Quantcast

Jane Jacobs, renowned urban activist, dead at 89

April 25, 2006

By Wojtek Dabrowski

TORONTO (Reuters) – Jane Jacobs, the social activist and
renowned urban development critic, died Tuesday at age 89.

Jacobs, an American-born Canadian, is best known for her
book “The Death and Life of Great American Cities,” which,
since its publication in 1961, has become a standard text on
urban issues.

Jacobs, who was born in Scranton, Pa., advocated density
and mixed use in communities, staunchly opposed large highways
and warned of urban sprawl.

She moved to Canada from the United States in the late
1960s, concerned about her two sons being drafted to serve in
the Vietnam War.

“Jane Jacobs will be remembered as one of the great urban
thinkers of our time,” Toronto Mayor David Miller said in a
statement. “Her contributions and insights have forever changed
the way North American cities are developed.”

Neil Thomlinson, associate professor of city politics at
Ryerson University, said Jacobs had a profound impact on
transforming the way major metropolitan centers are developed.

“Until she came along, the planning industry was just very
technocratic and not about people,” Thomlinson said. “I think
you’d be hard pressed to go anywhere (now) where people are
talking about the development of large urban centers and not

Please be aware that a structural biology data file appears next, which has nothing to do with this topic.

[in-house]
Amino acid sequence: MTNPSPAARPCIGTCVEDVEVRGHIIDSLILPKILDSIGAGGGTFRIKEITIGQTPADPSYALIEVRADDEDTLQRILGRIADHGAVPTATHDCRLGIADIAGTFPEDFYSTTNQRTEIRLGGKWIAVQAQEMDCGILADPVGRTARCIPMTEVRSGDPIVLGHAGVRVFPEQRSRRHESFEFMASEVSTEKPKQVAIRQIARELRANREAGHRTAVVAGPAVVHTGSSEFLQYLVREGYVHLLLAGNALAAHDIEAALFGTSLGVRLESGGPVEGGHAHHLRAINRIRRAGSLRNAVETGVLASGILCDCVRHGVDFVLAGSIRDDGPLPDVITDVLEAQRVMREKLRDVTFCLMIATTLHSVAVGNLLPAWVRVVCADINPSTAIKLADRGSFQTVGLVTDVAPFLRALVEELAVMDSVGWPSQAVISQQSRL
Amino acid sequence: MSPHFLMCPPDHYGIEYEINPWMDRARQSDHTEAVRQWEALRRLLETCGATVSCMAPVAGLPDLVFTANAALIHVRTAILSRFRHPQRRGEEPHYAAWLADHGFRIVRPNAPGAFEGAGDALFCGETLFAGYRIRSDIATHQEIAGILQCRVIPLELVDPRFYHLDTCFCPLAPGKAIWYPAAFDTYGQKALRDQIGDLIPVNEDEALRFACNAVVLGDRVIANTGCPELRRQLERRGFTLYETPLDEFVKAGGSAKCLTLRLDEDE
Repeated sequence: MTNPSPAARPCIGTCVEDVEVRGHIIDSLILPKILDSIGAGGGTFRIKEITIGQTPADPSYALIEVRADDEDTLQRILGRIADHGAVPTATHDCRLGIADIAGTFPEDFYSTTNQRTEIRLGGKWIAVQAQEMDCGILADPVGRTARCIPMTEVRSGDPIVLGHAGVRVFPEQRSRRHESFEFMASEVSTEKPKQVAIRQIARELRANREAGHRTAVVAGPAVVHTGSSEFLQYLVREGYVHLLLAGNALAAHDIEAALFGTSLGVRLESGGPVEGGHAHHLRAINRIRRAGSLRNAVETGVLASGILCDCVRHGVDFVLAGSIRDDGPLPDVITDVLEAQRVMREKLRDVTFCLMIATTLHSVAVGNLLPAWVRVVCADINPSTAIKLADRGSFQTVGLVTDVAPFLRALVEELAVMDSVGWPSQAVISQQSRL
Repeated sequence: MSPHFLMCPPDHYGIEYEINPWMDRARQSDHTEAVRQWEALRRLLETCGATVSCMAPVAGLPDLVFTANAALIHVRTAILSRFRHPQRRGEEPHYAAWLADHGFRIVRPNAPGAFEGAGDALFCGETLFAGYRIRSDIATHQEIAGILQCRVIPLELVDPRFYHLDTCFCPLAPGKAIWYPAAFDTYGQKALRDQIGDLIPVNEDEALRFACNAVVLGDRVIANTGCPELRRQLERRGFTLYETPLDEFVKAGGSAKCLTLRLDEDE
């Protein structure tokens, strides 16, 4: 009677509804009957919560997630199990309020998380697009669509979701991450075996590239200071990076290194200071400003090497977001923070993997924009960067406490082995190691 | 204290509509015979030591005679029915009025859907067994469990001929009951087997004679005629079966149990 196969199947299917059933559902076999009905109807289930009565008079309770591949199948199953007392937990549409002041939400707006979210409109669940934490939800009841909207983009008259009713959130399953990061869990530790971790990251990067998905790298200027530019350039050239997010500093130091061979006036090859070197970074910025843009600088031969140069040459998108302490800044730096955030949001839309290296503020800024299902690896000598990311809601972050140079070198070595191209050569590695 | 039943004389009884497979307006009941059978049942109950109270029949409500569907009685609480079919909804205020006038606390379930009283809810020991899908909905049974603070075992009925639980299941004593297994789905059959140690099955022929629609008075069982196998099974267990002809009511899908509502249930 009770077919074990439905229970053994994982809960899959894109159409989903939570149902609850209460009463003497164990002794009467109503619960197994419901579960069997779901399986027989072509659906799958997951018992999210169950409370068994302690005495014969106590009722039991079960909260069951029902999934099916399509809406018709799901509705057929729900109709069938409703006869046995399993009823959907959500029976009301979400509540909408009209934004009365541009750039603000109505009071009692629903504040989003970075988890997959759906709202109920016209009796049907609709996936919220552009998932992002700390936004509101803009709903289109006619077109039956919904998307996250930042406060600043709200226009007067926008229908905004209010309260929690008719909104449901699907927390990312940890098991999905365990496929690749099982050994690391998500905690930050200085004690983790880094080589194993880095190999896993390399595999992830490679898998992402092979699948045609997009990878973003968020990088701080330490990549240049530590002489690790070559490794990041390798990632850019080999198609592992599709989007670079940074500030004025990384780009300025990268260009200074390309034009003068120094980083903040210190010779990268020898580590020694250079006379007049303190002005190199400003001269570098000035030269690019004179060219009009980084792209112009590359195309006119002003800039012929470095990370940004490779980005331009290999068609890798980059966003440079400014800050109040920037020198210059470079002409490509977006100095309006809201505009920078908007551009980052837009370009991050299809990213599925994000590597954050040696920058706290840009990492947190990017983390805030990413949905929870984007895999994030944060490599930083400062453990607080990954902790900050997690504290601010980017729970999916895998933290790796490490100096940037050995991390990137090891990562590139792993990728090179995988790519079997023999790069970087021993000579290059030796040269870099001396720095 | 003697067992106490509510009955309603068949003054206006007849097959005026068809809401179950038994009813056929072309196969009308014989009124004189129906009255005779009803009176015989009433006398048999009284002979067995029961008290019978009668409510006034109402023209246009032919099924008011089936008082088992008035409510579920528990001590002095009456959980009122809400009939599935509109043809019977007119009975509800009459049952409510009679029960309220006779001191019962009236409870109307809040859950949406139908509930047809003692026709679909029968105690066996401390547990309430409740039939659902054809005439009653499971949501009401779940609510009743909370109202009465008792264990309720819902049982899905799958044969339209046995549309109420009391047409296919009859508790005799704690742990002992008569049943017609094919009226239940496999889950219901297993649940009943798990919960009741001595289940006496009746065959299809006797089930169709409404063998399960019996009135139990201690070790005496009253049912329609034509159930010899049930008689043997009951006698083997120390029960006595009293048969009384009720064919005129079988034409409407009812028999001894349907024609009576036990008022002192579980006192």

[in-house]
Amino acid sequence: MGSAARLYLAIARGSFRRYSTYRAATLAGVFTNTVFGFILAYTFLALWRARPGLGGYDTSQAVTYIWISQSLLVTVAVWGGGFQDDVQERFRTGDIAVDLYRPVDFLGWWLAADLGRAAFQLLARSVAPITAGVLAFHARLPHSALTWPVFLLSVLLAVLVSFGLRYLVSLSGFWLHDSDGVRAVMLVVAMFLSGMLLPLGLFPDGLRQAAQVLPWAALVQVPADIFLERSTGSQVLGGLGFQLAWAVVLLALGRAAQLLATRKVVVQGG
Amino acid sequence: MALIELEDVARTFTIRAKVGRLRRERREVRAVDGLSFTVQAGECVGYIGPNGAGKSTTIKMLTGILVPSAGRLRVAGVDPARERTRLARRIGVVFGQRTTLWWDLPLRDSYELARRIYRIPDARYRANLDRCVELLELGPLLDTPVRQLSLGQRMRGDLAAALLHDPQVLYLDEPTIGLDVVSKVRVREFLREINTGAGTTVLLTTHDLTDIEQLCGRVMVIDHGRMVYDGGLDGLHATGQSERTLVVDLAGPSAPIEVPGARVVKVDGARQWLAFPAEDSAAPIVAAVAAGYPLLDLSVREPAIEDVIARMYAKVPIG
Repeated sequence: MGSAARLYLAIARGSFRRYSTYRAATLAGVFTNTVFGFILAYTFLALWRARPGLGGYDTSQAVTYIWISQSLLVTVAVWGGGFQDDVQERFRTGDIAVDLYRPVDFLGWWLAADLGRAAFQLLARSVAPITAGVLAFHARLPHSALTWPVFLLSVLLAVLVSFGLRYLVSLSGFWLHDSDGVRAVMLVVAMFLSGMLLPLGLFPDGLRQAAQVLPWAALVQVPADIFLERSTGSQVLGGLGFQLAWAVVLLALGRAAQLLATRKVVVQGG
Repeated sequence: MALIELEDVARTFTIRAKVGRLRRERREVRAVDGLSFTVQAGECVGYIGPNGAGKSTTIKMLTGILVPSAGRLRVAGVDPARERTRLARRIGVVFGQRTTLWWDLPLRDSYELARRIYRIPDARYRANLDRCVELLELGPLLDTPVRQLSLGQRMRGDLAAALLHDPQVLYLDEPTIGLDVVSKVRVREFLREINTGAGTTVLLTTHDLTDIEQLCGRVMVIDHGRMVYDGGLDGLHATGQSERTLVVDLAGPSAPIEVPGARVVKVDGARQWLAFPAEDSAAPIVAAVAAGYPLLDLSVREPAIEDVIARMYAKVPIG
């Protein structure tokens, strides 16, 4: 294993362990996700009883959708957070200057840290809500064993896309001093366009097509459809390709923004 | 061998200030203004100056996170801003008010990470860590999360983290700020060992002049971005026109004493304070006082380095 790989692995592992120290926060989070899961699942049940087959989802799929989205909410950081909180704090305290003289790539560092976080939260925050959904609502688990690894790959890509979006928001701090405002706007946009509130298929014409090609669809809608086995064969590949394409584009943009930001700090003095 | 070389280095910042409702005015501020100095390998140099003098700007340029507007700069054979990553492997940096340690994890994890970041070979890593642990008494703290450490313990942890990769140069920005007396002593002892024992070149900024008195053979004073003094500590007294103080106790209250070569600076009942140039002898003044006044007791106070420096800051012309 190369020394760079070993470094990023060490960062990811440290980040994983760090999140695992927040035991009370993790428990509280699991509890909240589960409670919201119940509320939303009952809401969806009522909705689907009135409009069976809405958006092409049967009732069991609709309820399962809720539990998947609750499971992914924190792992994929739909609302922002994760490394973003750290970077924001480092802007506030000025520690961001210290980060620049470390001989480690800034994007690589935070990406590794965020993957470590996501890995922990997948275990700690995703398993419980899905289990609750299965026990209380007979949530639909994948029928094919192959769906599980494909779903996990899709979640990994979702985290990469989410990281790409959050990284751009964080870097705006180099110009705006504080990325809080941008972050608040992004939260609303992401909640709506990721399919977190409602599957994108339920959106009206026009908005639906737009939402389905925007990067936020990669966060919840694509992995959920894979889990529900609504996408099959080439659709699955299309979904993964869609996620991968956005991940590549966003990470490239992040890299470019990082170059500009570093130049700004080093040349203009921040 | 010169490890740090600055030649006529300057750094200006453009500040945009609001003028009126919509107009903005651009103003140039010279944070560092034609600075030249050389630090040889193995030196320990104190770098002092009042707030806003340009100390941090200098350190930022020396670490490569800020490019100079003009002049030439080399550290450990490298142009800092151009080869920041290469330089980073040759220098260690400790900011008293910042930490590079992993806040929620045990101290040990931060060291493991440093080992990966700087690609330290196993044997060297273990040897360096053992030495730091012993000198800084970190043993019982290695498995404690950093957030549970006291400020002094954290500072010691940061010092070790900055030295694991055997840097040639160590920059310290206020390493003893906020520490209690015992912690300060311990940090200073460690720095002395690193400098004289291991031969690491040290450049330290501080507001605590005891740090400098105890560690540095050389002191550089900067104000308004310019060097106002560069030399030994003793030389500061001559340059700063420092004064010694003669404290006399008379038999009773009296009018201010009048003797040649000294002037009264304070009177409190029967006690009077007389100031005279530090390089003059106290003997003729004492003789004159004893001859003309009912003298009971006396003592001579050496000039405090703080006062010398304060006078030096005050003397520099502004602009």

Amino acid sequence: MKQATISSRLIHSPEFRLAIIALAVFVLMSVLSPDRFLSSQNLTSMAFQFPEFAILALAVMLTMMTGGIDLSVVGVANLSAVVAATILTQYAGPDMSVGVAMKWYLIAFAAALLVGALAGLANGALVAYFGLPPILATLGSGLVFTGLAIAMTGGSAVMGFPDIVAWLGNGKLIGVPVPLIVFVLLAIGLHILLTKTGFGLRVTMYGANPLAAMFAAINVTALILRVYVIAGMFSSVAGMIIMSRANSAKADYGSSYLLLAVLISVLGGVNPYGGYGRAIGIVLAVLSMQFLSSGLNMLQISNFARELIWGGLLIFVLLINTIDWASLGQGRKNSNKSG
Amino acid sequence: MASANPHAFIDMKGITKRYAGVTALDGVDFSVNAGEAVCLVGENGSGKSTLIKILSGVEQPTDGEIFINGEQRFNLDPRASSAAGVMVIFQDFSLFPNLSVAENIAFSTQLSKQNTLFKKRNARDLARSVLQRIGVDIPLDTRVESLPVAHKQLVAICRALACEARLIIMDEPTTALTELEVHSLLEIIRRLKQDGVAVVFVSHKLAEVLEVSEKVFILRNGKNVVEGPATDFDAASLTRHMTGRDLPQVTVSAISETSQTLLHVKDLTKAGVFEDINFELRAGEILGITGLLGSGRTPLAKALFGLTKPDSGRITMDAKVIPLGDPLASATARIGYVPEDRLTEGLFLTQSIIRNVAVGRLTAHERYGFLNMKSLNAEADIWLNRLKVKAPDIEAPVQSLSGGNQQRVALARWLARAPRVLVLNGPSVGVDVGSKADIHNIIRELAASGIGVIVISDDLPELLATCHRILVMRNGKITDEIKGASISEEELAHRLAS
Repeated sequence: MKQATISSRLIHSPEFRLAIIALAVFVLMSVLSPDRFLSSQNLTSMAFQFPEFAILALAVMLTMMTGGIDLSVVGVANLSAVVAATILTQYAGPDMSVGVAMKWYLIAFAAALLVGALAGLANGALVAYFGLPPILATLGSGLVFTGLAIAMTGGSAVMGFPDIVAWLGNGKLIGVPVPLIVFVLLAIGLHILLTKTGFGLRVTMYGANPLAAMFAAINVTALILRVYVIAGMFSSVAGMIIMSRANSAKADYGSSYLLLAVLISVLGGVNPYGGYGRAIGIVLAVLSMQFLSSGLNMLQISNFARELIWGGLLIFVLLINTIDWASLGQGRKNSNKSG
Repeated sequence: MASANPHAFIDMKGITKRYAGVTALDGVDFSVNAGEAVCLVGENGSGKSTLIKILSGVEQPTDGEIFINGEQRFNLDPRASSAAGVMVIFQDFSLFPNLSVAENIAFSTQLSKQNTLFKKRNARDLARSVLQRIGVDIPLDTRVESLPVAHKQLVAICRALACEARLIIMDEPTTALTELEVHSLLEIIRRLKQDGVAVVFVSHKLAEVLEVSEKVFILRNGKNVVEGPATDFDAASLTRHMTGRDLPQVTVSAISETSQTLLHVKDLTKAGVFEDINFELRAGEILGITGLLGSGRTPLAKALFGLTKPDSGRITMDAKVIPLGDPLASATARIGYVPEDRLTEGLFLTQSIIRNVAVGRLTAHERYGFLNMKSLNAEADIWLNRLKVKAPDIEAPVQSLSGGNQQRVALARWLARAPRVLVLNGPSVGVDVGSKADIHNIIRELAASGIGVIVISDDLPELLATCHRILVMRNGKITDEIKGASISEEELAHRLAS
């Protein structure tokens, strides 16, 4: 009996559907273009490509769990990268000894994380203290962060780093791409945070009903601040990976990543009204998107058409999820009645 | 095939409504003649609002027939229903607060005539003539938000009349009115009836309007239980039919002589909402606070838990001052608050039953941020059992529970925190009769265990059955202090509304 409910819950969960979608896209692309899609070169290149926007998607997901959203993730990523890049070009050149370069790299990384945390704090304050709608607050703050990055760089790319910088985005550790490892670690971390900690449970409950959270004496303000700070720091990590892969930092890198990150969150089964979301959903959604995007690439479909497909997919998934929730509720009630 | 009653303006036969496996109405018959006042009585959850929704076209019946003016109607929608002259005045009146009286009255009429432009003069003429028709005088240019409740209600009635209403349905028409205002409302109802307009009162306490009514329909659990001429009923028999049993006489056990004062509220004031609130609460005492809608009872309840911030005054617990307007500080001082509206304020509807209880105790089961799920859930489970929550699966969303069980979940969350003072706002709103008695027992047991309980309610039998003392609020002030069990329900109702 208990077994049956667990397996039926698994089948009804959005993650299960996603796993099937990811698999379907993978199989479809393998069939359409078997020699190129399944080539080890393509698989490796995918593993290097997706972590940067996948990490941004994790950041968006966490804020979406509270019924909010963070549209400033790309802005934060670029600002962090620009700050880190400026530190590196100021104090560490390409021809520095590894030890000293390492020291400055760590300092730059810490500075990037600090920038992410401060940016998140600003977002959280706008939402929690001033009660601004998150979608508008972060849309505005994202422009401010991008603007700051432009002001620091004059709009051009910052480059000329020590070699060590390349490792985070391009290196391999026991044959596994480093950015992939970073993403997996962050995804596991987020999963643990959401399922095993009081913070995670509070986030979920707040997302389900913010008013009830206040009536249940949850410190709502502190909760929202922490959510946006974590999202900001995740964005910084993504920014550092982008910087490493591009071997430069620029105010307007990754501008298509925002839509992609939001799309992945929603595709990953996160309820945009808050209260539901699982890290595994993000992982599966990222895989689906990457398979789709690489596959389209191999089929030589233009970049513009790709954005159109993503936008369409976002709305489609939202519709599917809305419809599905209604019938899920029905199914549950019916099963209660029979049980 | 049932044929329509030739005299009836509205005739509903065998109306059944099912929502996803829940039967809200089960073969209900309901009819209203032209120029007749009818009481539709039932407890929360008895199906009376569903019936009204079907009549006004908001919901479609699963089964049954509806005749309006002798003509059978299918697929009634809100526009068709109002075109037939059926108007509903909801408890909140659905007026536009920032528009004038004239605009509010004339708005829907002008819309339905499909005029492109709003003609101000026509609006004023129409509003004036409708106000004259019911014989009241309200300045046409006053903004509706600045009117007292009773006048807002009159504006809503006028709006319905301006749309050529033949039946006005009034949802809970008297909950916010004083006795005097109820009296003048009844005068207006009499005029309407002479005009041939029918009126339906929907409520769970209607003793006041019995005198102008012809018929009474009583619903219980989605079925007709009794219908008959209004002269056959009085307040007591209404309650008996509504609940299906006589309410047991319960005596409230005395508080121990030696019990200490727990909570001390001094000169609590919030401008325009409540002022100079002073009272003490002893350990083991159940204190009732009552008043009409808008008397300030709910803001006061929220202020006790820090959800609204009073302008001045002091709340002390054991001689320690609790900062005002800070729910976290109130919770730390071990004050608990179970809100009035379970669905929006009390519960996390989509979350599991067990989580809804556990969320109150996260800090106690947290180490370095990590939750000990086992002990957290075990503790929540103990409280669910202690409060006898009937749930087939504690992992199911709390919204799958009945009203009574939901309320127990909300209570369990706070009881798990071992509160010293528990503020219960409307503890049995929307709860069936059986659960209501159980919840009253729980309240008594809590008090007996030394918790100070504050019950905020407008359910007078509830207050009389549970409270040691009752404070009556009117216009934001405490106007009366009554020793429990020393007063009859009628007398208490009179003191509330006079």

see her influence.”

On May 9, 1996, Jacobs was appointed an Officer of the
Order of Canada.

“Her seminal writings and thought-provoking commentaries on
urban development have had a tremendous effect on city
dwellers, planners and architects,” her citation on the Order
of Canada Web site states. “By stimulating discussion, change
and action, she has helped to make Canadian city streets and
neighborhoods vibrant, livable and workable for all.”

In a 2001 interview for Reason magazine, she spoke about
the distinctive nature each city should possess.

“It should be like itself. Every city has differences, from
its history, from its site, and so on. These are important,”
she said. “One of the most dismal things is when you go to a
city and it’s like 12 others you’ve seen. That’s not
interesting, and it’s not really truthful.”


Source: reuters



comments powered by Disqus